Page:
One of the most frustrating aspects of our business life is putting time and effort into applying for a job, “acing the interview” and then not hearing back from the company.
It’s maddening and to be candid, it’s rude not to receive any follow-up from a prospective employer. Employers lose great candidates because of simple non communication.
When an applicant receives no communication after an interview:
1. They feel as if they blew the interview.
2. They believe that their candidacy is being rejected.
3. The employer is not credible or may appear to be unstable- a real turnoff.
Being rejected is one thing however; not being contacted by the company soon after an interview is a rookie mistake that can cost an organization the loss of a great candidate.
When an applicant does not hear back after an interview, it feels personal. Being left in limbo to ponder if one should wait and contact the employer can be a difficult decision.
You do not want to appear too desperate. At the same time, you want to know where you stand.
If this provides any comfort, please know that it is very common to not hear back from a company after an interview.
After years of interacting with employers, here are 4 typical reasons that hiring managers do not respond or send rejections letters to applicants after an interview:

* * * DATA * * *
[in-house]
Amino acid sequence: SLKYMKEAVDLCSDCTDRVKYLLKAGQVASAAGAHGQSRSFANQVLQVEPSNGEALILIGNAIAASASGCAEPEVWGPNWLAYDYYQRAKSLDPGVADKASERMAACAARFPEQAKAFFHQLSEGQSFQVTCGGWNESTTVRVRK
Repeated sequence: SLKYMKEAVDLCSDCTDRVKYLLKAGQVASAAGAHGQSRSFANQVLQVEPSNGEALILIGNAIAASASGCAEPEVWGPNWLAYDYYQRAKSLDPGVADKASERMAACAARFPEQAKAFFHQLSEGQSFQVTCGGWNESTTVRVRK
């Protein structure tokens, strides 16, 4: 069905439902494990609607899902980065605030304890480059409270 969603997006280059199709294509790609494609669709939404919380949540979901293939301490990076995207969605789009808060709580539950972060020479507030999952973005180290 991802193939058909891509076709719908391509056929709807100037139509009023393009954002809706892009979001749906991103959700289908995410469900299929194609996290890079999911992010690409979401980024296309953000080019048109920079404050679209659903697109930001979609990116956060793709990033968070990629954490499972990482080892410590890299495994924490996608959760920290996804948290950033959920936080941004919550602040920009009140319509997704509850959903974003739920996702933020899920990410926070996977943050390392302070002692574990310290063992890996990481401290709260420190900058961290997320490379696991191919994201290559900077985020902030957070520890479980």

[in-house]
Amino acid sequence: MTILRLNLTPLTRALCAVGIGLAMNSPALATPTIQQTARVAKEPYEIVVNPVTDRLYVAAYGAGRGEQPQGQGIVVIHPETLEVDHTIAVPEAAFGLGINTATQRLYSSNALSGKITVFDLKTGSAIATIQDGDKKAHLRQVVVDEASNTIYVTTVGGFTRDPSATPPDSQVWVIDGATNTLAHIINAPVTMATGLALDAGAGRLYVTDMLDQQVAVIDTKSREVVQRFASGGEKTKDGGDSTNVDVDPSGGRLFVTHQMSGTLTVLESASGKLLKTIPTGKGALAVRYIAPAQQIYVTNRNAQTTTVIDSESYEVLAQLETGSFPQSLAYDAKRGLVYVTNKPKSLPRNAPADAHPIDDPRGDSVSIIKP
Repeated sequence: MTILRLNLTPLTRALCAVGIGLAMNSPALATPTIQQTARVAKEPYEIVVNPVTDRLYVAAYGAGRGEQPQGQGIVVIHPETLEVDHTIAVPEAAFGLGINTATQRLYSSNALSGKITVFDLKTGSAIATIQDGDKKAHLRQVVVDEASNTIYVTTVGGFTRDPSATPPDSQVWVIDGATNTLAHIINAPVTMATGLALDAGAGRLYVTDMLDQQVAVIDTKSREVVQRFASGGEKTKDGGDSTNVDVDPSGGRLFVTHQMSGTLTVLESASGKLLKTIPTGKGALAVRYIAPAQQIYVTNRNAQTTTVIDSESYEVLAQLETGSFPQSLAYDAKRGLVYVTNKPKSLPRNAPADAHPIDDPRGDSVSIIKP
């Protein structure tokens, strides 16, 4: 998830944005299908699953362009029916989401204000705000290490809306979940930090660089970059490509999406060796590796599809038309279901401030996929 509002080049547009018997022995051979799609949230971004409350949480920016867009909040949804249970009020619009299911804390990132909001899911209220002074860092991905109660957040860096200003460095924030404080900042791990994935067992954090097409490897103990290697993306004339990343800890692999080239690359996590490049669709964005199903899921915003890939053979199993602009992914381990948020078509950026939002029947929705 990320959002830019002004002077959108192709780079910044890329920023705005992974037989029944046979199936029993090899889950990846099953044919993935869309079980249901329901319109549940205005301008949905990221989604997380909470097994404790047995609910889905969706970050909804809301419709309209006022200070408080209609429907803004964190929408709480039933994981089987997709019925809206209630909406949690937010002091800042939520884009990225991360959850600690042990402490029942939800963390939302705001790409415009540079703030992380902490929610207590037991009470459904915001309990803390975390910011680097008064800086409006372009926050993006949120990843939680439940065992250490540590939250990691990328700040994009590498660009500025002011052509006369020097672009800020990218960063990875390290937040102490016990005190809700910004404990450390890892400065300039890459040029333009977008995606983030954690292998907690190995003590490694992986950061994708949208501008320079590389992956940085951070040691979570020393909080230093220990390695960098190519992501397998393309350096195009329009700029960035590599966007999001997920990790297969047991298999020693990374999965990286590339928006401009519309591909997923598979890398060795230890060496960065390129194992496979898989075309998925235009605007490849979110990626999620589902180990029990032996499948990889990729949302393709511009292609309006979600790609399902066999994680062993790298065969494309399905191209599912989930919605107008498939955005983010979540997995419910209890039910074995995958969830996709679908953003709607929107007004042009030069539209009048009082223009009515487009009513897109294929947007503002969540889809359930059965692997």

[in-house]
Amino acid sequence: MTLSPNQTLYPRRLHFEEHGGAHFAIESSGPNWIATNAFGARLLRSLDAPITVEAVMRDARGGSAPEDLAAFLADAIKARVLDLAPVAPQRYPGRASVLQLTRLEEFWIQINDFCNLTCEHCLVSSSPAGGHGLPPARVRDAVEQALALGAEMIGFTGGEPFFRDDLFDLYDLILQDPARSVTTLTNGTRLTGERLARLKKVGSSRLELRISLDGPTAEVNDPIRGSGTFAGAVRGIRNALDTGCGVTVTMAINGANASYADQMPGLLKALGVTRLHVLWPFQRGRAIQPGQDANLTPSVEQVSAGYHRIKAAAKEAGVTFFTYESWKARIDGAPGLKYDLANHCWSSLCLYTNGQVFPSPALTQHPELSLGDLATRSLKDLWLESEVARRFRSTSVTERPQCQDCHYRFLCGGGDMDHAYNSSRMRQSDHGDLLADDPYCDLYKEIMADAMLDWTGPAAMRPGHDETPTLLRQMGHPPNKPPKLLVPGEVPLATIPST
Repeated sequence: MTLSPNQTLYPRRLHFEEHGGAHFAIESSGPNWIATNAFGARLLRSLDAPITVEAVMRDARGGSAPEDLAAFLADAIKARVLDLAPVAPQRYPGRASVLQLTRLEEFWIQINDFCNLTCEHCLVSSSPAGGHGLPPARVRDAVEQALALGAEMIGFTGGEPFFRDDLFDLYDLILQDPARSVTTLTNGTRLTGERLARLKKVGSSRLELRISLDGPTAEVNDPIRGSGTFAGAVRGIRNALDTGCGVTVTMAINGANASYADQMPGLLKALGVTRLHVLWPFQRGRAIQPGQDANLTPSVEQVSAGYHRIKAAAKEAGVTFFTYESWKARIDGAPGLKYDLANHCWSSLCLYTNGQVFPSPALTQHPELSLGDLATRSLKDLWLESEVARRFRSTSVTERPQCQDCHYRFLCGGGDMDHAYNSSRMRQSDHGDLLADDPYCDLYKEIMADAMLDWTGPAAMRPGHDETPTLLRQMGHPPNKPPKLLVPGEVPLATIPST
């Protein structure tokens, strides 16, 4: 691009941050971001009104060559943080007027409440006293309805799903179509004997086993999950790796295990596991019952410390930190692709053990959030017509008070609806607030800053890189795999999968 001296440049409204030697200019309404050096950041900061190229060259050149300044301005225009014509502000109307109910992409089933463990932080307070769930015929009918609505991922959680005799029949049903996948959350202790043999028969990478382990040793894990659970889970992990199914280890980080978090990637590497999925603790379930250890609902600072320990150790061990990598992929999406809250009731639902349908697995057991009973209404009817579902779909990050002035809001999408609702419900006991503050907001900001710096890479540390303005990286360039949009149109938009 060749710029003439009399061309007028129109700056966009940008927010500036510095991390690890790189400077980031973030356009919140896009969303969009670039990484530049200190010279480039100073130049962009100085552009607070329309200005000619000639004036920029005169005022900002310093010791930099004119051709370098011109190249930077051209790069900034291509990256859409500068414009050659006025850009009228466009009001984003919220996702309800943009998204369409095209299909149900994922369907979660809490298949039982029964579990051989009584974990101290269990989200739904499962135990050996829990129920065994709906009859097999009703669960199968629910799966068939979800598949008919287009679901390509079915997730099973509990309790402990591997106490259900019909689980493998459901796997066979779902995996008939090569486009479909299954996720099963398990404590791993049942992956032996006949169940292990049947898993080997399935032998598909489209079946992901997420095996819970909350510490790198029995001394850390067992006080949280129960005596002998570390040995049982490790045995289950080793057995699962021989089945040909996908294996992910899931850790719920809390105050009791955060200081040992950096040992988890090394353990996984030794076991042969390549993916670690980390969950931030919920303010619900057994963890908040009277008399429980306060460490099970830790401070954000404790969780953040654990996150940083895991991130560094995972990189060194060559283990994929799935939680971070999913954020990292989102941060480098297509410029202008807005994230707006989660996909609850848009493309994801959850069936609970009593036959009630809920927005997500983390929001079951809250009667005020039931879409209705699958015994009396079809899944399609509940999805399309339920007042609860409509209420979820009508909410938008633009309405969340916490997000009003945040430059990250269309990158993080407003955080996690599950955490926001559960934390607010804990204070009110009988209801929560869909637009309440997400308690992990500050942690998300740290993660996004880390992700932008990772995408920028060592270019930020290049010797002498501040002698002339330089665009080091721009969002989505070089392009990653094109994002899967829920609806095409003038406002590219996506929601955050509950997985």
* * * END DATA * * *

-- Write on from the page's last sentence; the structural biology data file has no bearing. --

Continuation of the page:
1. People are busy. It’s a rather poor excuse, but in fact people are busy and simply put off writing calling or writing a rejection letter. Unfortunately most companies do not have a “rejection letter” template that they can simply fill out and mail so the urgency to compose a rejection letter wanes. In addition, a standard “rejection letter” never reveals the real reason for not being hired.
2. They are still interviewing. Maybe you were the first person the company interviewed — out of a possible 20+ candidates and the process was meant to take at least 90 days to find the right candidate. Or maybe they’ve decided on another candidate and are in the middle of deep negotiations with that person.
3. The job has been put on hold. After you went in for your job interview, the company might have — unbeknownst to you — experienced sweeping budget cuts that meant they needed to eliminate positions. The hiring process may have been frozen as a result. In another scenario, perhaps the company is in the midst of re configuring the role based on unforeseen circumstances (a manager quit, or the company decided to explore a new avenue and is still hammering out the details).
4. They’re afraid of legal issues. In today’s litigious world, it seems like almost any excuse can be grounds for a lawsuit—and companies know that all too well. So instead of calling to let you know why you specifically weren’t hired (e.g., you didn’t have the required skill set, you didn’t get a good reference from a previous employer, etc.), hiring managers may adopt a “silence is golden” rule when dealing with those not hired.
Bernie Reifkind is the CEO and founder of Premier Search, Inc. a nationwide executive search and placement firm. In addition, Bernie provides career guidance and strategic interviewing techniques to professionals at all levels. P: 1(800) 801-1400 or email at firstname.lastname@example.org.